Digitally Map a Surface in 3D [CNC Shark Duplicator]

I have been thinking about building something to digitally map a surface. I figure this would come in handy for adding a design to an unlevel surface or to just copy the shape of an existing item. Like if I am making a custom box with an insert for a specific thing. Seems a lot better than making a million measurements by hand. I have considered everything from frankenstiening a micrometer to trying to devise something with a laser optical device.

Just a few days ago, I came across the CNC Shark duplicator by Rockler. It seems to only work for CNC Shark, and from the reviews I’ve read, barely.

Just curious, has anyone found/made anything like this that would work for the Shapeoko?

there’s a whole pile of things in the 3D printing world where you use a phone app (or PC app) to take a cloud of pictures of an object, and after a lot of number crunching, you end up with an STL.

One can cut STLs on a shapeoko, and you can also carve a normal gcode file on top of the STL shape (see Test cuts with the newly installed spindle )


Check out this feature in Estlcam.

I have not tried it yet but it looks like what you referring to. The Shapeoko probe might be able to be used like this.


@Tominator beat me to linking that video. Aluminium foil over the surface to be mapped, a pointy metal probe thing, some generated G-code to move the probe over a predefined area of points and ask GRBL to probe there, and then post-process some G-code file to modulate Z depth based on that map. It may take @fenrus a good 30 minutes of work :slight_smile:

Joking aside, this has been on my todo list for ever, I’ll watch this thread with interest. I would probably not shell out $300 before having tried the cheap way I described above, but being able to probe any surface without the aluminium foil step, that would definitely be more convenient.


There’s some quite serious fundamental limits to what can be achieved with this sort of probing vs. some form of optical / beam scanning.

Using the 3D scanner techniques as Arjan suggested allow for a very large number of data points to be acquired without the delay of physical movement to get to each one. They also generally work from several or many angles allowing them to reach undercuts and shaded areas of the part. A quick look at the output from photogrammetry systems though shows the limitations of this and the amount of manual repair that’s necessary.

Using a physical probe we have the issue of the time it takes to get a data point, we are talking hundreds of milliseconds per point, whereas imaging techniques typically read millions of points in the same time. Resolution is king when it comes to acquiring a useful 2D or 3D image, even just scanning text from a document a few hundred dots per inch is required for decent reproduction. At 500ms per point and 100dpi that would be 1 hour 20 minutes per square inch. Scale this up to a 3D surface of an object and you are talking about very large data acquisition times, even if we forget about the need to rotate the part accurately about at least 2 axes to reach the occluded areas with the probe.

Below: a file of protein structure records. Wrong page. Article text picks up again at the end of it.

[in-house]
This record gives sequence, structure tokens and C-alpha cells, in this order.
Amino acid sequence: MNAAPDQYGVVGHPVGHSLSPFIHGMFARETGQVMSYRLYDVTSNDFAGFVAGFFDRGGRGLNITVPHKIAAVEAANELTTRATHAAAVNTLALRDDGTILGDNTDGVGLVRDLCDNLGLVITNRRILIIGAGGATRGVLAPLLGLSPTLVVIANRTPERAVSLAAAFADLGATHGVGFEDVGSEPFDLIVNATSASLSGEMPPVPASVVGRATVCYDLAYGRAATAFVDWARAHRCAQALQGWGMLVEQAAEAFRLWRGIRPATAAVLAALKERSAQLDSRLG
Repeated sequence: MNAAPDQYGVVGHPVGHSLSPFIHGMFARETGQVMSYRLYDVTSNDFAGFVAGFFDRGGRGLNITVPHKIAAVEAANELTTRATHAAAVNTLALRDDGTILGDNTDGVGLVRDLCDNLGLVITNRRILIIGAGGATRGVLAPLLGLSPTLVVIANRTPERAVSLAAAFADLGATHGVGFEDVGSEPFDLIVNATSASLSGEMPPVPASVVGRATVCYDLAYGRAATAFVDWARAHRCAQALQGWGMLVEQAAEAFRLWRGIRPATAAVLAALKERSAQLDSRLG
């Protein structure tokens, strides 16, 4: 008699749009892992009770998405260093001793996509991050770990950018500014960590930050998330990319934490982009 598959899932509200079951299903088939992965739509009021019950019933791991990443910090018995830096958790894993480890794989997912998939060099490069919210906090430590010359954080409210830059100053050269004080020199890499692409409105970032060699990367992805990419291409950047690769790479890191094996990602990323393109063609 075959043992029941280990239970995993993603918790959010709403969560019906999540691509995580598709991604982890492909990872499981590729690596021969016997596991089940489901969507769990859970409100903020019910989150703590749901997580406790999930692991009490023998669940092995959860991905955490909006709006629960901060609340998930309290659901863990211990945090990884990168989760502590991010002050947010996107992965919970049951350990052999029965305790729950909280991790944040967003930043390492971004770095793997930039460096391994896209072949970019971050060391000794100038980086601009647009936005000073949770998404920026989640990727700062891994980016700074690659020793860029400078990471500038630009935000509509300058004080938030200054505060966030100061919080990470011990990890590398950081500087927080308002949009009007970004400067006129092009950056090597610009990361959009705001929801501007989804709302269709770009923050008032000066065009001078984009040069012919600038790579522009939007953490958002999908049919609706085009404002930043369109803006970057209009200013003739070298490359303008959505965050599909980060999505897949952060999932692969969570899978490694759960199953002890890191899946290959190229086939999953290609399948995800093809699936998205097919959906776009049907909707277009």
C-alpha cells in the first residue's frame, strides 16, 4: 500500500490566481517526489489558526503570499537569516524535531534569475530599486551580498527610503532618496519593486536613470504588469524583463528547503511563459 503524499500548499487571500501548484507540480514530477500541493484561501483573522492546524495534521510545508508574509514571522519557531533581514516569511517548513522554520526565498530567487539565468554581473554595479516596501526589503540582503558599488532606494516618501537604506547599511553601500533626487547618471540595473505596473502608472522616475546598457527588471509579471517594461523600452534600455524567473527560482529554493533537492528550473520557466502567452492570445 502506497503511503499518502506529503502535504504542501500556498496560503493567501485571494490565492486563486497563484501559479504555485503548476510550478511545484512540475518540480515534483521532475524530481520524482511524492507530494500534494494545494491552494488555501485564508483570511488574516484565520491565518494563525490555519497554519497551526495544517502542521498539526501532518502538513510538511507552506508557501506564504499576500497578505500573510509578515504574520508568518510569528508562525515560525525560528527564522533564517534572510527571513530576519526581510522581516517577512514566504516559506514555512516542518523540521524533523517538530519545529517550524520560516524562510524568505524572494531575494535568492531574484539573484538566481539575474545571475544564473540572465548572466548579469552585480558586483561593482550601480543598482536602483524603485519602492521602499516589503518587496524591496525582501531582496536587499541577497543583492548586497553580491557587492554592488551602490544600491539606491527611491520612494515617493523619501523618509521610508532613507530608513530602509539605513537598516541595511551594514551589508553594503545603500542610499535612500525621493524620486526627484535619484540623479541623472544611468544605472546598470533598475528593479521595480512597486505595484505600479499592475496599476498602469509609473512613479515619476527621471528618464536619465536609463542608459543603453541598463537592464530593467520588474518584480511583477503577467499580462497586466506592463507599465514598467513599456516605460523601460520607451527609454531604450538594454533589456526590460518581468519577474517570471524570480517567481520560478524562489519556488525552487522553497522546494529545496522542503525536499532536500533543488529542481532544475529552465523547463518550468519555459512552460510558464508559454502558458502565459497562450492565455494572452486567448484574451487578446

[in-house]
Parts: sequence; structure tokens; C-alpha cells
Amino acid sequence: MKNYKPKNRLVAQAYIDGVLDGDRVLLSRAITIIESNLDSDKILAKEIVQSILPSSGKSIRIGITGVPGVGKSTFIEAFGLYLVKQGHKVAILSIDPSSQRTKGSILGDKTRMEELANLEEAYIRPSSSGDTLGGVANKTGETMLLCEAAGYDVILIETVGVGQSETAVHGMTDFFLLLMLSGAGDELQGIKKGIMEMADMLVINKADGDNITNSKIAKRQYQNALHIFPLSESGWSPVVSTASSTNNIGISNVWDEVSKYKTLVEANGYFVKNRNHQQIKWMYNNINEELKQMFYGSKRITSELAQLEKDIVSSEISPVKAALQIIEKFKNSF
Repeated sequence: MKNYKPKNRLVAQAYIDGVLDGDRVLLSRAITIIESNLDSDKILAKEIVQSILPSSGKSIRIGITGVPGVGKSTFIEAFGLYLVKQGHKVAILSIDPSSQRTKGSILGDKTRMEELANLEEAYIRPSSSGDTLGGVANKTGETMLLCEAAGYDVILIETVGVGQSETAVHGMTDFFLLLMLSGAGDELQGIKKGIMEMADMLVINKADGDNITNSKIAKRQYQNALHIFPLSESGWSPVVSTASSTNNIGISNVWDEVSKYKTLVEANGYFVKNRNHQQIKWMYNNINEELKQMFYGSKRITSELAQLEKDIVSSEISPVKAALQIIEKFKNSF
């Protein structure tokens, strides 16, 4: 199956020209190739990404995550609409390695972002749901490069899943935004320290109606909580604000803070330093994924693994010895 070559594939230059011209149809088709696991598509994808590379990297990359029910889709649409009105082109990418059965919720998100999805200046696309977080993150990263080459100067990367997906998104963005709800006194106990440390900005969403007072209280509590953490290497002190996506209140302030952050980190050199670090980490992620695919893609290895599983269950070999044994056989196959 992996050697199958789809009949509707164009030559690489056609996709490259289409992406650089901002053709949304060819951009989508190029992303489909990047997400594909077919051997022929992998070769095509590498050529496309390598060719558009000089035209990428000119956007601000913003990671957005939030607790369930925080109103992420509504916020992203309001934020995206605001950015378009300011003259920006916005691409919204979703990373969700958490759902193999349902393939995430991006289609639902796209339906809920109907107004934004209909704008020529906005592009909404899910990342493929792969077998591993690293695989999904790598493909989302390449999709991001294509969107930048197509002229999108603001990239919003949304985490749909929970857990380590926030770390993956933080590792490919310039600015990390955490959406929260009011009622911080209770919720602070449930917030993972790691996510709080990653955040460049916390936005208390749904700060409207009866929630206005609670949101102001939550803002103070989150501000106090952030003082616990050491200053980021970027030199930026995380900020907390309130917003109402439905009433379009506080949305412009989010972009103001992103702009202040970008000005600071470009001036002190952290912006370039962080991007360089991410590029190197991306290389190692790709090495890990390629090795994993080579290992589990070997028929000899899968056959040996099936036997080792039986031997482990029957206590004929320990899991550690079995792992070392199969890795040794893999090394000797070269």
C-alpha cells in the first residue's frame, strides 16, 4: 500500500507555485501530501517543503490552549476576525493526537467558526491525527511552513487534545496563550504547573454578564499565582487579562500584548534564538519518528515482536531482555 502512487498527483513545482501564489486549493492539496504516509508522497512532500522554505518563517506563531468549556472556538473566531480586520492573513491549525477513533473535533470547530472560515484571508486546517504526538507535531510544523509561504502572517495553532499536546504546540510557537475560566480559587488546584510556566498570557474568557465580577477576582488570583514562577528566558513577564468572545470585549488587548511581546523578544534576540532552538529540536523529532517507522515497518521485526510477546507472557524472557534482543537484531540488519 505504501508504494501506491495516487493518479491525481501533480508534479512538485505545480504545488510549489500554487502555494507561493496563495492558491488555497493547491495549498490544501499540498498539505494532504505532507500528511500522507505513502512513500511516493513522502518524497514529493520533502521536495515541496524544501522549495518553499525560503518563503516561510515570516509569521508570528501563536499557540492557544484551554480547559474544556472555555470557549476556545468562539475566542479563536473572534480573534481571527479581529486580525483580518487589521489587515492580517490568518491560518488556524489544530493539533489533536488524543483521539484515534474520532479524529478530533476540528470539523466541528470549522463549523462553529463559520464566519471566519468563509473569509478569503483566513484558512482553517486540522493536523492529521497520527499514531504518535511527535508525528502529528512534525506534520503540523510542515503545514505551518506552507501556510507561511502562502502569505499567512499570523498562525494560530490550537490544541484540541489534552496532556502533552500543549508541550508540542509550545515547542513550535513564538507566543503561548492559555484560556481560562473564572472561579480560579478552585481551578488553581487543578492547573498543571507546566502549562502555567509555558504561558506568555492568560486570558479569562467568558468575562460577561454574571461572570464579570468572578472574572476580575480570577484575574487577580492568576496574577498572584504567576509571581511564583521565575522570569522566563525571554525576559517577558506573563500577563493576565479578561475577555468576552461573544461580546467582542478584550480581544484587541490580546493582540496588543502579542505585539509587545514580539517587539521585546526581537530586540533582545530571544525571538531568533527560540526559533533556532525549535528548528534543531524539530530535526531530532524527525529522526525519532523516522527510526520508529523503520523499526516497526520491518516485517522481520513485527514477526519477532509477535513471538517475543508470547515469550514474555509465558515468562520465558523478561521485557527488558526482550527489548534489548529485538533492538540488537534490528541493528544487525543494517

Where these probes are useful is

  1. in CMM processes where you already know the shape of the part and you are probing for known points.
  2. in processes (such as that engraving a mouse video) where the surface is a relatively simple flat or curved surface which is well suited to either linear interpolation between points or (much harder) spline fitting between points to guess what’s between the measurements.

So, summary, probing is for scanning electron microscopes where your target is smaller than the wavelength of the light you are using, above that, imaging is king.


Yes, this is basically what I am talking about, but as @Julien pointed out, it would be ideal if it could be done without the tape. Especially if the surface is more complex than a simple mouse.

@fenrus your tools have definitely made me think more about developing the ability to map a surface accurately. Being able to put a 2.5D carving on an existing non-flat surface or to carve out the shape of an item would be amazing. How do good are the phone scanning options?

I agree that optical would be the best for speed and accuracy. But the reality that optical scanners are extremely limiting in their price per cubic inch of capabilities.

Ideally, the concept I have in my mind isn’t one that would probe in a traditional sense. But would simply travel over the surface while taking measurements. I mean, I have a 30$ micrometer that can display measurements instantly down to .01mm. It wouldn’t be very difficult for me to reverse engineer it, to the point where I can connect it to a spring loaded probe that could simply output it’s readings as it traverses a surface. The real trick, as I see it, would be to translate that digital output in such a way that it could be integrated with the coresponding x y coords in a g-code format. Currently, I wouldn’t have an idea on where to begin with that.

For the capture itself, and while it’s not quite what you describe, I did a little experiment back when I was obsessed with X/Y belt calibration, with an arduino acquiring the digital output from a cheap caliper.